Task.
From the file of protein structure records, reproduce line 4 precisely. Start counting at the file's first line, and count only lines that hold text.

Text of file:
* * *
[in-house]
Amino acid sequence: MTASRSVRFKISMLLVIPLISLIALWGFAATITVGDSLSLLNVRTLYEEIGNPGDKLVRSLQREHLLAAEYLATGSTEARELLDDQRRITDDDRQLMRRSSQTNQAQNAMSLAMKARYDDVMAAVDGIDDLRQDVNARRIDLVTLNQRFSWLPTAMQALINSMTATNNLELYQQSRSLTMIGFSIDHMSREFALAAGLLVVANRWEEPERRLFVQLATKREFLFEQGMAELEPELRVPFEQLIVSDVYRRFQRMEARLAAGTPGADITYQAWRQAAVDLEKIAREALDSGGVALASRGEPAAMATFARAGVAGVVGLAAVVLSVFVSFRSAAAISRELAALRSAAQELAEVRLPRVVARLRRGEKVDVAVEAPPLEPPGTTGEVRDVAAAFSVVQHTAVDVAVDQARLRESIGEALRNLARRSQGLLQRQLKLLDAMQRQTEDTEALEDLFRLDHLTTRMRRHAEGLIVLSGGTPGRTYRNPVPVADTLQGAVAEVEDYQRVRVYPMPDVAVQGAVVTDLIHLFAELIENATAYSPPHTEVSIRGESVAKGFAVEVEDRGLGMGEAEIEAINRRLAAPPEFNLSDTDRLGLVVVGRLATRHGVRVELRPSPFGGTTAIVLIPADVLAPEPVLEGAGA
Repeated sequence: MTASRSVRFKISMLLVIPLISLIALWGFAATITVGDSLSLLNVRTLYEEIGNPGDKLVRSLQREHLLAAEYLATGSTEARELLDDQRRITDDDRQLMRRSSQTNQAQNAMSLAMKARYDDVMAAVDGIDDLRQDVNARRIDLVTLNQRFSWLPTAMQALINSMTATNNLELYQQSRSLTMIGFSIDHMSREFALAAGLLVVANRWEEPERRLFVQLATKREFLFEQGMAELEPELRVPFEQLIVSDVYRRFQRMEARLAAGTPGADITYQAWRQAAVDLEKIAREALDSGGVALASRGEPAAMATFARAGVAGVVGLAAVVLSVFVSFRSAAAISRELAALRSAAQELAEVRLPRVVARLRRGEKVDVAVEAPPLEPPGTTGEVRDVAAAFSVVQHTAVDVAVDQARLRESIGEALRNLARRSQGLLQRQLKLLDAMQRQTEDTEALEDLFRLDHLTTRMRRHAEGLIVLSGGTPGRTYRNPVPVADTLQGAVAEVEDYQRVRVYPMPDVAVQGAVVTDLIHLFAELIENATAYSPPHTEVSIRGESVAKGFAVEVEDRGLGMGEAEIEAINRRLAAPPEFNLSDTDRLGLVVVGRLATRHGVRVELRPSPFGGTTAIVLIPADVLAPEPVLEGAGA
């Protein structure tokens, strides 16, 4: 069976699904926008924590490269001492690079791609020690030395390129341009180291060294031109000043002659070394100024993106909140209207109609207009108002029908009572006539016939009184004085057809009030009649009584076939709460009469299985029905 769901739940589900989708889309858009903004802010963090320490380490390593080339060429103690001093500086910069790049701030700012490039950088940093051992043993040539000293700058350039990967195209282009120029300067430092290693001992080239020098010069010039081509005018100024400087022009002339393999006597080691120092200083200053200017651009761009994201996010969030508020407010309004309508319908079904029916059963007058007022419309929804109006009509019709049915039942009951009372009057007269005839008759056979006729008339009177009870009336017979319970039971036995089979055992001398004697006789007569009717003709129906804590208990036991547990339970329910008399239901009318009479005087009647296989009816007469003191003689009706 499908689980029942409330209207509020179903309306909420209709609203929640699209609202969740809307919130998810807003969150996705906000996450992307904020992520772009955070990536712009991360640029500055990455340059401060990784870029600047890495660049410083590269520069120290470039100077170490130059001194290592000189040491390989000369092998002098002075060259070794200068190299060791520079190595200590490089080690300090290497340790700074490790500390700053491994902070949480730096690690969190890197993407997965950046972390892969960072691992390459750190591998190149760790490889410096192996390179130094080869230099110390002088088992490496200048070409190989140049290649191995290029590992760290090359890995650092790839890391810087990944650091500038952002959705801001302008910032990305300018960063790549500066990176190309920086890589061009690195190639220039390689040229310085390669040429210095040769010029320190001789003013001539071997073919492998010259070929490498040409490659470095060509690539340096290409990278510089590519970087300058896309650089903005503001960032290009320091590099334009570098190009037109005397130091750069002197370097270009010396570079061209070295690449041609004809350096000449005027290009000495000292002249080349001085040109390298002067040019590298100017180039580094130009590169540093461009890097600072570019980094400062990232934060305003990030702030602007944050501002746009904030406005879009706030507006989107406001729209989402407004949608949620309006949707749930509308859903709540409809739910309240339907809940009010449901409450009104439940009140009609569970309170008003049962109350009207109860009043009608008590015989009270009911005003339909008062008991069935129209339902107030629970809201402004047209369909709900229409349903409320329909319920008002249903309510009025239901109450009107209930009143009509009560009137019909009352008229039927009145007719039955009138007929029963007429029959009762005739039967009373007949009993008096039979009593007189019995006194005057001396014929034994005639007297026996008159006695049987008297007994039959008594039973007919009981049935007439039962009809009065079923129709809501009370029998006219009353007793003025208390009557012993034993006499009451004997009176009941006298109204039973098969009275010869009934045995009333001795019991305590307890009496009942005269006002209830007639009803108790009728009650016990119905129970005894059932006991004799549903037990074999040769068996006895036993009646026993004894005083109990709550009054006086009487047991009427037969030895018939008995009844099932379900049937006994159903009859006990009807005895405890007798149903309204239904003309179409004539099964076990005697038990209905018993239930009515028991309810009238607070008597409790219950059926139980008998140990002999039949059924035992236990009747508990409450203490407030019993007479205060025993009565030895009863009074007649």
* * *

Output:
């Protein structure tokens, strides 16, 4: 069976699904926008924590490269001492690079791609020690030395390129341009180291060294031109000043002659070394100024993106909140209207109609207009108002029908009572006539016939009184004085057809009030009649009584076939709460009469299985029905 769901739940589900989708889309858009903004802010963090320490380490390593080339060429103690001093500086910069790049701030700012490039950088940093051992043993040539000293700058350039990967195209282009120029300067430092290693001992080239020098010069010039081509005018100024400087022009002339393999006597080691120092200083200053200017651009761009994201996010969030508020407010309004309508319908079904029916059963007058007022419309929804109006009509019709049915039942009951009372009057007269005839008759056979006729008339009177009870009336017979319970039971036995089979055992001398004697006789007569009717003709129906804590208990036991547990339970329910008399239901009318009479005087009647296989009816007469003191003689009706 499908689980029942409330209207509020179903309306909420209709609203929640699209609202969740809307919130998810807003969150996705906000996450992307904020992520772009955070990536712009991360640029500055990455340059401060990784870029600047890495660049410083590269520069120290470039100077170490130059001194290592000189040491390989000369092998002098002075060259070794200068190299060791520079190595200590490089080690300090290497340790700074490790500390700053491994902070949480730096690690969190890197993407997965950046972390892969960072691992390459750190591998190149760790490889410096192996390179130094080869230099110390002088088992490496200048070409190989140049290649191995290029590992760290090359890995650092790839890391810087990944650091500038952002959705801001302008910032990305300018960063790549500066990176190309920086890589061009690195190639220039390689040229310085390669040429210095040769010029320190001789003013001539071997073919492998010259070929490498040409490659470095060509690539340096290409990278510089590519970087300058896309650089903005503001960032290009320091590099334009570098190009037109005397130091750069002197370097270009010396570079061209070295690449041609004809350096000449005027290009000495000292002249080349001085040109390298002067040019590298100017180039580094130009590169540093461009890097600072570019980094400062990232934060305003990030702030602007944050501002746009904030406005879009706030507006989107406001729209989402407004949608949620309006949707749930509308859903709540409809739910309240339907809940009010449901409450009104439940009140009609569970309170008003049962109350009207109860009043009608008590015989009270009911005003339909008062008991069935129209339902107030629970809201402004047209369909709900229409349903409320329909319920008002249903309510009025239901109450009107209930009143009509009560009137019909009352008229039927009145007719039955009138007929029963007429029959009762005739039967009373007949009993008096039979009593007189019995006194005057001396014929034994005639007297026996008159006695049987008297007994039959008594039973007919009981049935007439039962009809009065079923129709809501009370029998006219009353007793003025208390009557012993034993006499009451004997009176009941006298109204039973098969009275010869009934045995009333001795019991305590307890009496009942005269006002209830007639009803108790009728009650016990119905129970005894059932006991004799549903037990074999040769068996006895036993009646026993004894005083109990709550009054006086009487047991009427037969030895018939008995009844099932379900049937006994159903009859006990009807005895405890007798149903309204239904003309179409004539099964076990005697038990209905018993239930009515028991309810009238607070008597409790219950059926139980008998140990002999039949059924035992236990009747508990409450203490407030019993007479205060025993009565030895009863009074007649």